06/17/2014 05:50 pm ET Updated Aug 17, 2014

Taliban 5: More Where They Came From

Sgt. Bergdahl is now stateside, and the righteous fever pitch persists. Some say he was not worth the trade -- despite our duty to bring POWs home. Maybe Congress should have been notified. Maybe they should have debated it on CSPAN. Maybe we should hold referendums on freeing all future POWs -- American Idol style.

We can spill more ink on some (pretty shameless) flip-flops, but the real issue is the claim of emboldening terrorists. Or as Rep. Mike Rogers asked, "What does this tell terrorists, that if you capture a U.S. soldier, you can trade that soldier for five terrorists we've gone after?"

Sorry to say, but if the goal is to reduce terrorism, then Gitmo's existence -- that unyielding cockroach of American politics -- looms far larger.

A terrorist recruiting tool for over a decade, the line of those who want it closed is bigger than the San Antonio bandwagon. Some conspiracy-minded critics suggested that the deal reveals Obama's goal of emptying the prison. Well, yeah... that's the EXPLICIT goal of the president, according to countless speeches and Executive Order 13492. And it was the goal of President Bush as well. The five released, if you believe the law, or the age-old custom of releasing war-time prisoners at the end of the war, were never intended to remain in Guantanamo. Some analysts even believe that once the Afghan war ends, all justification for keeping Gitmo open ends with it.

Of the 800 men brought to Guantanamo, only 149 remain. Of those who remain, most have been cleared for release, but another third have been designated for "indefinite detention." "Indefinitely" -- in a place slated to close. There's the rub. And as the Supreme Court reminded us in 2008, ultimate sovereignty over Guantanamo rests with Cuba.

The White House is left with bilateral deals transferring detainees abroad -- Kuwait is the current focus of one. Many require sweeteners and concessions. This massive expenditure of geopolitical capital can't buy assurances that combatants won't rearm. What's remarkable about the latest deal is that we actually got something for the transfer -- a soldier's freedom. We have only three paths to close Gitmo: hope that we can continue to make such trades (unlikely), continue to grant incentives to other countries (with increasing cost and decreasing certainty), or fold them into our own justice system and incarcerate those found guilty. Those cleared (again), and deemed to not be a threat, can simply be deported or detained until deportation is an option (ahem, Yemen).

So where could be safer and more reliable than Cuba? Well, the federal government recently purchased the Thomson Correctional Center in Illinois (formerly a state facility), which many saw as a likely destination. With an expanded perimeter that would exceed current "Supermax" standards, Thomson could be a fortress with DoD guards overseeing former Gitmo prisoners.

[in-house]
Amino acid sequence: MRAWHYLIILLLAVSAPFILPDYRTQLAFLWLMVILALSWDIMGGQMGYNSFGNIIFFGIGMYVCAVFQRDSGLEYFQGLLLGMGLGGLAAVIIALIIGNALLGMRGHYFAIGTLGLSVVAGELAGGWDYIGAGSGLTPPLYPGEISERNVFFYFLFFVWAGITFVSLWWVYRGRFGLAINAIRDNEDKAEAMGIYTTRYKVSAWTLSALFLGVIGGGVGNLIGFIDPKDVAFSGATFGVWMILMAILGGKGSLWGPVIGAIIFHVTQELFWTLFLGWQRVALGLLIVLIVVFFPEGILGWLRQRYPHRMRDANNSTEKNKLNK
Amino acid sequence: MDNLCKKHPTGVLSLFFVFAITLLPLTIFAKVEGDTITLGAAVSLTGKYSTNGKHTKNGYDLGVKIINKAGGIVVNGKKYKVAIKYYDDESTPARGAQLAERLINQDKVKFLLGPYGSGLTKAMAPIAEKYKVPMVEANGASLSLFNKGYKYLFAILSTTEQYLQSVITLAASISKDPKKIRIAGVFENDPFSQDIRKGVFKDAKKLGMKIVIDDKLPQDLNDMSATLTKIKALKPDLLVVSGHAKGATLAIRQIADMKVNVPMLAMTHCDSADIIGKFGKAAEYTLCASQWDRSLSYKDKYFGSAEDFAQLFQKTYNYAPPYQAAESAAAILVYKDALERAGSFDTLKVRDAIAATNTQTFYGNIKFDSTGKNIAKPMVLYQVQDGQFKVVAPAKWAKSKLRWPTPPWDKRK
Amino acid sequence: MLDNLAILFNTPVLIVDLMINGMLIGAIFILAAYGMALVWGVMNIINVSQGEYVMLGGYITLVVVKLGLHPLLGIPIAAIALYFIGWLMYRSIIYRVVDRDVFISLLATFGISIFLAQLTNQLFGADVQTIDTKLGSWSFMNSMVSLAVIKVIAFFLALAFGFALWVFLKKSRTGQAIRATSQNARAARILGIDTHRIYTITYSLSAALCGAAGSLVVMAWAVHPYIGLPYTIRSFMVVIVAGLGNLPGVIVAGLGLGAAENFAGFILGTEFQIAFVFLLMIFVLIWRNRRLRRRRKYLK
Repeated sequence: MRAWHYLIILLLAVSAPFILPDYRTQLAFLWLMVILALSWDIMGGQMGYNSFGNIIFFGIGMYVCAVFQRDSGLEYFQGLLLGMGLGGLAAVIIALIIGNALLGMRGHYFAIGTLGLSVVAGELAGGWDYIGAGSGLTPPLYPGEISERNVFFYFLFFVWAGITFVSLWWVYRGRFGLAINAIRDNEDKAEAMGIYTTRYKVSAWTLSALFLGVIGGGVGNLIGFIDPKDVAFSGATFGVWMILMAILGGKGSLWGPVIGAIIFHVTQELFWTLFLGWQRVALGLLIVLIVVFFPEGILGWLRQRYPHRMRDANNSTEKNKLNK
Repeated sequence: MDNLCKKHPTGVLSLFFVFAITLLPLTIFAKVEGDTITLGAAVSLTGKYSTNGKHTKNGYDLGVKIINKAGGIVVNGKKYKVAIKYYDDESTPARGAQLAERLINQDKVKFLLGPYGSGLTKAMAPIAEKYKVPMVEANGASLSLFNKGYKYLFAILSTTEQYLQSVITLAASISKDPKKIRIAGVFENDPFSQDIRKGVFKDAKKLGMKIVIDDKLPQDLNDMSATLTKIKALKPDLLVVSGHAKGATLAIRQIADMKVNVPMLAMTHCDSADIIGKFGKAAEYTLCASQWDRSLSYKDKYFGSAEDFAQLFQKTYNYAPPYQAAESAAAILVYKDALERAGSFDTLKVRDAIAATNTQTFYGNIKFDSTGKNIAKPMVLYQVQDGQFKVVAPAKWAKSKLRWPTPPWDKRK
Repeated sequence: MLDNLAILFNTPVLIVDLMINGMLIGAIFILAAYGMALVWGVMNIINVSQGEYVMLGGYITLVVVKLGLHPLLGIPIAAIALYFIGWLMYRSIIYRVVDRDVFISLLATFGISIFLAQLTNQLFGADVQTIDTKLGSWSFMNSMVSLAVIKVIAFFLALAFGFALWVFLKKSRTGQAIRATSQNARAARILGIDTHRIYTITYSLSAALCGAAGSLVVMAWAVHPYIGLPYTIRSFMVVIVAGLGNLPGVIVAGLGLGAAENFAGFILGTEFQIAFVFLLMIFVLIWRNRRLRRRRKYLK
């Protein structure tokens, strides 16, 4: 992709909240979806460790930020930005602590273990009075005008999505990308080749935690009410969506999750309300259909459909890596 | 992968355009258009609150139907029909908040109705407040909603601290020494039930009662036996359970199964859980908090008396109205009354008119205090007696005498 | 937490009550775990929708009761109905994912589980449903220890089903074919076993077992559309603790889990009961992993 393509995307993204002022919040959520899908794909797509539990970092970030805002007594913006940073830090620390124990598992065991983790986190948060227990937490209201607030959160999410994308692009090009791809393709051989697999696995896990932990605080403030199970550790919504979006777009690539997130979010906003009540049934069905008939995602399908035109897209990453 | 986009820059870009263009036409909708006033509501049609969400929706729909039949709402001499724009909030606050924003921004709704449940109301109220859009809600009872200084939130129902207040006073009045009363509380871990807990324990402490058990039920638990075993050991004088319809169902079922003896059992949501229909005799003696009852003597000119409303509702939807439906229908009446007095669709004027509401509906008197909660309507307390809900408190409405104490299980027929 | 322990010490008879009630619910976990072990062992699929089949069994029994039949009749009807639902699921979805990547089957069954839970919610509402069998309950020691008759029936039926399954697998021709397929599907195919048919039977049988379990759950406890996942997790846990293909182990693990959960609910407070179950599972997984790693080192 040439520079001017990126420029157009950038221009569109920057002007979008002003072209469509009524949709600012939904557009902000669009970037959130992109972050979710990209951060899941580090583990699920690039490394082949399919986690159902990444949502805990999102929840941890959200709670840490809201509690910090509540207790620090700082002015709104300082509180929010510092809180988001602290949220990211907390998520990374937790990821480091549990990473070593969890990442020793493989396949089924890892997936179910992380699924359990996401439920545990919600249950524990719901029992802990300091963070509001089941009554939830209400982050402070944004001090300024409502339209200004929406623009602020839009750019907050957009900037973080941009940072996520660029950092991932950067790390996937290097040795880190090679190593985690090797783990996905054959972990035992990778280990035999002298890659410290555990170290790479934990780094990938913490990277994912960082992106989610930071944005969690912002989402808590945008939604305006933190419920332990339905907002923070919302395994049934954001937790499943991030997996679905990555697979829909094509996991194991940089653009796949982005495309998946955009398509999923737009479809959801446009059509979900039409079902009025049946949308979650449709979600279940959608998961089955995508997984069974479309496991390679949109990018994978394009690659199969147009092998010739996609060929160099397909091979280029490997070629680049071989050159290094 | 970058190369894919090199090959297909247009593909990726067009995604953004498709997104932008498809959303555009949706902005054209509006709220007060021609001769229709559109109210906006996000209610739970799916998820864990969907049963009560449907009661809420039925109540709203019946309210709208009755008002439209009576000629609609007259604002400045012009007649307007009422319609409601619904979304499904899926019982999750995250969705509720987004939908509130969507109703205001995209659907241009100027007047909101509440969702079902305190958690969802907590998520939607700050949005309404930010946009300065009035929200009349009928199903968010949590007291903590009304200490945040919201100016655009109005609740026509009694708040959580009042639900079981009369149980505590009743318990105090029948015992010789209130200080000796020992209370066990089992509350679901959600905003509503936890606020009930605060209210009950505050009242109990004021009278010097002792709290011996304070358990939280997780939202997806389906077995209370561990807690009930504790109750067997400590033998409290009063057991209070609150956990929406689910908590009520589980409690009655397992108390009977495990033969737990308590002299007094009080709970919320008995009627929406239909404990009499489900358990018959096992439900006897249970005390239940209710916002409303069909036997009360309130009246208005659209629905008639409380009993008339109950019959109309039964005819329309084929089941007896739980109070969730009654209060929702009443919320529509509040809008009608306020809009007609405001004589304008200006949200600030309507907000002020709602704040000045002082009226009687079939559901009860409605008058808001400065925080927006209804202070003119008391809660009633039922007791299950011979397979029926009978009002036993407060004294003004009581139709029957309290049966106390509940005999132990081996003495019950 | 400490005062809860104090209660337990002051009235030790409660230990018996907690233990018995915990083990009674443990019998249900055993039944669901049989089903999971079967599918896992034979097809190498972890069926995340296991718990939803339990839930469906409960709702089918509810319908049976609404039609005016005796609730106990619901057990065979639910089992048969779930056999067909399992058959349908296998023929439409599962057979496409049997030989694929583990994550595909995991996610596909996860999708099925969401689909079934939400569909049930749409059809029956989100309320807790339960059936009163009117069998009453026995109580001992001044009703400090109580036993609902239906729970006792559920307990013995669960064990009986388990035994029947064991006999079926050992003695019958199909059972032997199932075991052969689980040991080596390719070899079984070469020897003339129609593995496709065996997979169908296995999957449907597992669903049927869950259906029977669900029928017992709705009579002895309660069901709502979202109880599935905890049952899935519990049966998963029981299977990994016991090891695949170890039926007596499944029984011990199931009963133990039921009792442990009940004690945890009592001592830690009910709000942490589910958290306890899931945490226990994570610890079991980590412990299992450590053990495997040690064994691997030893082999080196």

Those opposing the move argue that our prison guards, our facilities, our military, our rule of law, can't contain dozens of shackled men -- revealing greater damage to the national psyche after 13 years of viewing terrorists as mythical boogeymen.

Thomson, IL suffers from an 11 percent unemployment rate. Soon-to-be employed residents are eager at the prospect of work. But they are confronted with a creeping new ethos that we can't handle our own problems.

Congress has banned the use of federal funds in transferring Gitmo prisoners. And as the union representing Illinois prison staff points out, state prisons are woefully overcrowded. The Center could help solve a grievous problem without dipping its toes into the Gitmo debate. But we're talking about (max) 150 people -- and an issue that (we seem to have forgotten) needs resolution.

We've tried 'terrorists' before -- including Timothy McVeigh and Eric Rudolph. Non-Americans have faced the judge as well -- Ramzi Yousef remains in Colorado, and the Blind Sheikh is locked up in North Carolina. By multiple accounts, the influence of the latter has suffered considerably due to his removal from society. This year, Abu Hamza al-Masri was tried right in New York City. Extradited after assuaging European concerns of possible inhumane treatment, he was found guilty and will be sentenced in September. The sky did not fall.

Federal prisons, like Guantanamo, operate under executive control. But unlike Gitmo, the process that puts them there isn't. Until now, most have faced tribunals, which have been redesigned several times -- including after our own Supreme Court found them to violate both military code and the Geneva Conventions. Eight years ago this month, the Court released a sweeping decision concerning bin Laden's former driver, which reminded all that we have a constitution and a fine set of rules already in place -- so at least some of them should be followed.

We're never going convince terrorists that kidnapped US troops have no value, nor do we want to (sorry Rep. Rogers). Valuing one of our guys for five of theirs is noticed. Valuing the rule of law could be, too. The Geneva Conventions allow for war-time prisoners to remain in custody if they faced criminal proceedings. Putting faith in Palau and Qatar sounds appealing to some, but let's put some faith in our own system. The longer we wait, the harder it will become.